January 19, 2016 at 6:00 am ET
Urgency Wanes on Wildfire Overhaul
No one disputes that the federal government needs to reform the way it fights wildfires after consistently going over budget in recent years. But even though lawmakers agree that a long-term fix is necessary, they may delay action this year after giving the U.S. Forest Service its biggest ever wildfire budget for 2016.
Federal agencies — especially the Forest Service — have consistently dipped into other parts of their budgets when their fire suppression budget runs out. That, in turn, limits the money these agencies can spend on pre-emptive efforts to mitigate future wildfires, such as controlled burns and forest-thinning projects.
“It’s an issue we keep looking at,” said Rep. Mike Simpson (R-Idaho), who has introduced a bill in each of the last two Congresses for a long-term overhaul of wildfire funding.
But the Forest Service’s healthy 2016 budget takes the pressure off of lawmakers to pass a long-term fix now. “They’re going to be OK for this year,” Simpson told Morning Consult. “We’ve got a little time to work on it.”
It’s a high priority for Senate Energy and Natural Resources Committee Chairwoman Lisa Murkowski (R-Alaska). But a committee aide acknowledged that there is more time now to work on bigger legislation in the wake of last year’s omnibus spending bill. That measure gave the Forest Service an unprecedented $1.6 billion for firefighting, up from $1 billion in 2015.
“Now that fire suppression efforts are more than fully funded for the rest of this fiscal year, we have an opportunity to work on a long-term solution that permanently resolves the fire-borrowing problem and addresses forest management needs,” spokesman Michael Tadeo said.
Last year’s wildfire season set two records: Fires burned 10.1 million acres nationwide, and the Forest Service spent $1.7 billion to suppress them. That’s the latest in a long-term trend. The Forest Service now spends the majority of its budget on fire management, after spending just 13 percent on it in the 1990s, according to a Forest Service report.
Simpson’s most recent attempt to fix the Forest Service’s budget problems, introduced in January 2015, would allow the Forest Service and other wildfire-fighting agencies to request extra funding when necessary. The measure would invoke the same mechanism that allows the Federal Emergency Management Administration to request money to respond to natural disasters such as hurricanes.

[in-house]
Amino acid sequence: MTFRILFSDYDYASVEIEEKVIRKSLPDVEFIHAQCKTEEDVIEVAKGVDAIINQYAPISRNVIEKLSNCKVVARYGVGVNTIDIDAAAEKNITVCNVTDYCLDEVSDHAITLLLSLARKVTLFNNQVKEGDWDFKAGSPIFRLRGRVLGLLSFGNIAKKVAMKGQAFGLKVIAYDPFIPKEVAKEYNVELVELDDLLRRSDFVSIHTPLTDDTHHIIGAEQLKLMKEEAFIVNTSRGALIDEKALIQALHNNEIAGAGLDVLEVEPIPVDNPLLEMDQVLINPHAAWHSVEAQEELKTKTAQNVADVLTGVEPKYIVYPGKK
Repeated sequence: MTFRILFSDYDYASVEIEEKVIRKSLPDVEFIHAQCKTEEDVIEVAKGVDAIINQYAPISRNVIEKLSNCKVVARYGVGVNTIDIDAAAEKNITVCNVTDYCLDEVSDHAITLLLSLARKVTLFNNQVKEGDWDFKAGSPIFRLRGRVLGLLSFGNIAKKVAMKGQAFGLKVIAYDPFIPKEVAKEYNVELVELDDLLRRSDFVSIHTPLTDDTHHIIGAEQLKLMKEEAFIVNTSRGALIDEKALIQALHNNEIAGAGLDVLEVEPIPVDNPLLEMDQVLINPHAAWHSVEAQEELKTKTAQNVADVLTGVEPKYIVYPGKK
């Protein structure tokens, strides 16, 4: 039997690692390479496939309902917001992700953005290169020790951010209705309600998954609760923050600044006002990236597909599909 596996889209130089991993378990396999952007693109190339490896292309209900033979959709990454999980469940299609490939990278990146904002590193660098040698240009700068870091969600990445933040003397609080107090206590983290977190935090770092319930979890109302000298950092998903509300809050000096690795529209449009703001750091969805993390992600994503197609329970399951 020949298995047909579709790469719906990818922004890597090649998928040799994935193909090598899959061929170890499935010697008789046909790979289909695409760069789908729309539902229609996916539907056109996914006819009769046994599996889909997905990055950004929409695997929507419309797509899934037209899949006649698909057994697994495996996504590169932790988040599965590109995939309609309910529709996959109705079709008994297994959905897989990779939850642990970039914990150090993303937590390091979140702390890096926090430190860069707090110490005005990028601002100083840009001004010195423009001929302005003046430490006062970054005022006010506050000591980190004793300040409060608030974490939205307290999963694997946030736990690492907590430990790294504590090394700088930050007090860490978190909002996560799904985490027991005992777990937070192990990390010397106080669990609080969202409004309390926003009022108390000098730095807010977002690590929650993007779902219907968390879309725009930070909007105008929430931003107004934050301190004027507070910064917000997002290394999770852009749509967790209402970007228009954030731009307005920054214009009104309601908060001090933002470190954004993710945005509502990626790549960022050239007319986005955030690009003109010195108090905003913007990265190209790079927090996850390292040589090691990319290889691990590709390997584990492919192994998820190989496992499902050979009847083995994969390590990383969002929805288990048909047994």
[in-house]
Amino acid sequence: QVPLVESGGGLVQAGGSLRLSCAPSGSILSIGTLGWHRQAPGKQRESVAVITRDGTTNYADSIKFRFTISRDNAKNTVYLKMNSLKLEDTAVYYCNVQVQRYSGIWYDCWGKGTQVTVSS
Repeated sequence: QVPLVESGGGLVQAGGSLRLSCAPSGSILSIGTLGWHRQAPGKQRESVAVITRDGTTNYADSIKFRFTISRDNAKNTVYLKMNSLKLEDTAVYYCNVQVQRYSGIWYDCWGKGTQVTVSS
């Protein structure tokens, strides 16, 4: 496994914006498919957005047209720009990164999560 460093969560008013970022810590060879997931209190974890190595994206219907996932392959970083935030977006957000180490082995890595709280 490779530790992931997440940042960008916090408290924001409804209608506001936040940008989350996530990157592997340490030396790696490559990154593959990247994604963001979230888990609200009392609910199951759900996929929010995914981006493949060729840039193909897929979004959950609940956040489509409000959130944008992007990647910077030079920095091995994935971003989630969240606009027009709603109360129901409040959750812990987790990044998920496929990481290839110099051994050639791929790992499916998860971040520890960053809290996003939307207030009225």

Simpson’s bill is also designed to break the cycle that consistently underestimates how much the Forest Service will have to spend fighting fires. Until this year, the agency’s wildfire budget was based on the average of how much it spent in the last 10 years. Because the wildfire season has consistently grown longer and more expensive, that has led to a chronically unrealistic budget.
Simpson’s measure stalled in two House committees early last year, and so did a similar Senate bill introduced by Sen. Ron Wyden (D-Ore.).
Earlier versions of these bills, introduced in 2014, drew the opposition of House Speaker Paul Ryan (R-Wis.), then the Budget Committee chairman, who wrote in a letter to House colleagues that the bills would “lead to higher spending, deficits, and debt.”
The Obama administration, meanwhile, opposes another bill that aimed to fix the wildfire budget shortfall by shifting FEMA funds to fight wildfires. The administration says that bill, introduced by Rep. Bruce Westerman (R-Ark.), would create uncertainty by undermining other disaster relief efforts, according to a letter from Interior Secretary Sally Jewell, Agriculture Secretary Tom Vilsack, and Office of Management and Budget Director Shaun Donovan.
There are other barriers to wildfire legislation. Murkowski says none of the proposed bills offers appropriate programmatic changes to forest management. Murkowski, who has complained of declining timber revenue on Forest Service land in Alaska, also hinted in December that she may try to kill two birds with one stone, calling for increased timber production as a way to thin forests.
“[There’s] not very much in this to get excited about for Alaska, where we have both a wildfire problem and a timber problem,” Murkowski said in a floor speech about wildfire legislation.
Murkowski and Energy and Natural Resources ranking member Maria Cantwell (D-Ore.) have both pledged to work on a wildfire management bill together this year.